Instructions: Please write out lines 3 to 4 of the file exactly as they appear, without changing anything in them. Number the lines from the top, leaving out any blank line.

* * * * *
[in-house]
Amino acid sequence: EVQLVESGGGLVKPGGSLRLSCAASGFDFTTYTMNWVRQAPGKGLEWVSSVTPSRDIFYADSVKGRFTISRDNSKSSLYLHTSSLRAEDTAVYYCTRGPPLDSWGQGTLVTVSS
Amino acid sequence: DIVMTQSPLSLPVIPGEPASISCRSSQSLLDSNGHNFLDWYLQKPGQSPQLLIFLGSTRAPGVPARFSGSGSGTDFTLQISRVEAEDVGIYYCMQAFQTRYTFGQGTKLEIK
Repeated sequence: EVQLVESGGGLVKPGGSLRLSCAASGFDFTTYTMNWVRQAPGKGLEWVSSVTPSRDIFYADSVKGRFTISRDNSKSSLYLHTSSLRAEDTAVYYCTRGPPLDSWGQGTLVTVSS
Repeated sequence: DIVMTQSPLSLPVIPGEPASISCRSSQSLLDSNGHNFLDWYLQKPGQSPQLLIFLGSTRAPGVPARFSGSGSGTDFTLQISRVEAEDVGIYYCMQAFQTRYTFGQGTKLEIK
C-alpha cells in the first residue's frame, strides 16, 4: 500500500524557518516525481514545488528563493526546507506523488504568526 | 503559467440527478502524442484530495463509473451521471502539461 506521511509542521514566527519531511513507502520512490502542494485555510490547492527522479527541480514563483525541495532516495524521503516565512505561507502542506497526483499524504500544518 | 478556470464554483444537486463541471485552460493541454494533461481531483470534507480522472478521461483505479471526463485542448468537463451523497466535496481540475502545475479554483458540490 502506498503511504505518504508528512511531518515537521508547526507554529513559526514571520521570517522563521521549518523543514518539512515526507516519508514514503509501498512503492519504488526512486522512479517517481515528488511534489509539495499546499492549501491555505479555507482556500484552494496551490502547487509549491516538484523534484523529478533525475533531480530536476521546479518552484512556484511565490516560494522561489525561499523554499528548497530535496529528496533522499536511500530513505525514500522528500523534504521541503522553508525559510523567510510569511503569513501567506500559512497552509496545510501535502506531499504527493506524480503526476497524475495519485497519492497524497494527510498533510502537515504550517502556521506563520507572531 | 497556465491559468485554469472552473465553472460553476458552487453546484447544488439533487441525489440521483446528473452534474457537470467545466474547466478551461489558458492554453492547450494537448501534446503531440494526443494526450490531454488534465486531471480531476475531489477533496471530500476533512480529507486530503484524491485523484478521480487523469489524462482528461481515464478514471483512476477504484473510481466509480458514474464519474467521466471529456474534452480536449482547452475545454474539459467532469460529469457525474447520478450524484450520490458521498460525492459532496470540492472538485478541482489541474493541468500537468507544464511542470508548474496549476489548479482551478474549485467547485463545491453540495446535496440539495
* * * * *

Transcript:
Amino acid sequence: DIVMTQSPLSLPVIPGEPASISCRSSQSLLDSNGHNFLDWYLQKPGQSPQLLIFLGSTRAPGVPARFSGSGSGTDFTLQISRVEAEDVGIYYCMQAFQTRYTFGQGTKLEIK
Repeated sequence: EVQLVESGGGLVKPGGSLRLSCAASGFDFTTYTMNWVRQAPGKGLEWVSSVTPSRDIFYADSVKGRFTISRDNSKSSLYLHTSSLRAEDTAVYYCTRGPPLDSWGQGTLVTVSS